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ISBN 9781591843511 Published Sept. 2010
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One of America's most famous business reporters gives her unique perspective on the white-knuckle weekend that brought the financial world to its knees.
From the Publisher:
A first-person account of the white-knuckle weekend that brought the financial world to its knees and changed Wall Street forever, from America's most famous business reporter.
During a single historic weekend (September 12-14, 2008) the fate of Lehman Brothers was sealed, Merrill Lynch barely survived, AIG became a ward of the federal government, and the roots of our seemingly strong economy teetered on the edge of collapse. As bankers and government officials scrambled to keep the economy from total collapse, and Americans tried to make sense of it all, top CNBC anchor Maria Bartiromo spent the entire weekend taking frantic phone calls from the most powerful players on Wall Street and in Washington.
Those CEOs, politicians, and dozens of other sources gave Bartiromo behind-the- scenes details on the crisis and its aftermath, the personalities involved, and the emotions at work during one of the most stressful periods in American economic history. Now she draws on her high-level network to provide an eyewitness account of the biggest events of the financial crisis, including exclusive interviews with former treasury secretary Henry Paulson, former AIG chairman Hank Greenberg, former Merrill Lynch CEO John Thain, and former Bear Stearns chairman Ace Greenberg, among many others.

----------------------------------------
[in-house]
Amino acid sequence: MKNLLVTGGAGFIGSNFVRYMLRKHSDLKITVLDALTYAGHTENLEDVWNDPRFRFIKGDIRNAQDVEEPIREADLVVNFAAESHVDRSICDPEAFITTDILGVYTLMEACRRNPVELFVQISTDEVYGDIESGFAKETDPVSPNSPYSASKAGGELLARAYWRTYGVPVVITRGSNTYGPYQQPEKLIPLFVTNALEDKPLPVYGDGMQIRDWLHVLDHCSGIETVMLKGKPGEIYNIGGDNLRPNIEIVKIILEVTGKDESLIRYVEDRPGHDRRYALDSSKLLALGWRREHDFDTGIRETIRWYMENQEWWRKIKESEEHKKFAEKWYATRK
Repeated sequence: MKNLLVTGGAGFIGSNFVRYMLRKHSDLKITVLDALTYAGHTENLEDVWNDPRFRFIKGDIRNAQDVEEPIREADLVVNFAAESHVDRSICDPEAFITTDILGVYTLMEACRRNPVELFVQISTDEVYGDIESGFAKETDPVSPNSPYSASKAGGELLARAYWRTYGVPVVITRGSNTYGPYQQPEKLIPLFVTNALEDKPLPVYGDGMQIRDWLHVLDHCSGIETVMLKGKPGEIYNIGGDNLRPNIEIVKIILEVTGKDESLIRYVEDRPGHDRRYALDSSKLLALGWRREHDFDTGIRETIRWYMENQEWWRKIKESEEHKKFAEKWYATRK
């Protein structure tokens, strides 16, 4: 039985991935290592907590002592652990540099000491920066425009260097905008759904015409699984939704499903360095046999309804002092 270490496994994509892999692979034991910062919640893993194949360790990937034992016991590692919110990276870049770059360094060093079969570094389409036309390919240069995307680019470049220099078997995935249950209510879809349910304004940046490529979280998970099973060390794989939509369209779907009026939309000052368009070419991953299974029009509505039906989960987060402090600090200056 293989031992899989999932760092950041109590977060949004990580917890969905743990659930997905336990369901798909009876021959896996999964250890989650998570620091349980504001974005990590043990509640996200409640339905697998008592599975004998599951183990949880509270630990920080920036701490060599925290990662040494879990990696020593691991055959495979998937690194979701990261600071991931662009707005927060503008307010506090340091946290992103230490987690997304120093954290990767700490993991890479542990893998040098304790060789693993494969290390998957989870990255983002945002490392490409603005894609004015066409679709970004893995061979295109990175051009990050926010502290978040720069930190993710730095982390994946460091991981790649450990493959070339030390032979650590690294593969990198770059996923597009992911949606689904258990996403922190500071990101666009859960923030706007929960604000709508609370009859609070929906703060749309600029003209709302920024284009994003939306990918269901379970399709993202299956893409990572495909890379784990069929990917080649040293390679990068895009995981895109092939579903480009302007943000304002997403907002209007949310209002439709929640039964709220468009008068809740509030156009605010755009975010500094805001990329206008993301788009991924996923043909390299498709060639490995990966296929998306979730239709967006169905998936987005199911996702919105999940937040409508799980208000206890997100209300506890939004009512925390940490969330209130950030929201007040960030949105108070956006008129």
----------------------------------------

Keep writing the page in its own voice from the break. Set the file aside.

Her sources candidly divulged personal and unreported information. For example, during a commercial break on her show, Paulson, who had been explaining the government bailout package, told her, "In six months, you will understand why we did what we did." It wasn't apparent then, but months later it was revealed that the government's secrecy regarding who got the bailout money was intended to hide the shocking financial condition of Citigroup-the largest bank in the world.
Writing with both authority and dramatic flair, Bartiromo not only weaves a thrilling and fresh account of the events of that fateful weekend but provides a unique analysis of the crisis and its aftermath She shows how decades of unbridled risk taking led to one of the biggest and most dramatic economic meltdowns in history and tackles the big questions: is any company too big to fail-and if so should it be? Should the government spend taxpayer dollars to bail out companies whose plights are largely the result of their own mismanagement? And finally, what have we learned from this crisis? Will we return to business as usual or has Wall Street really changed?
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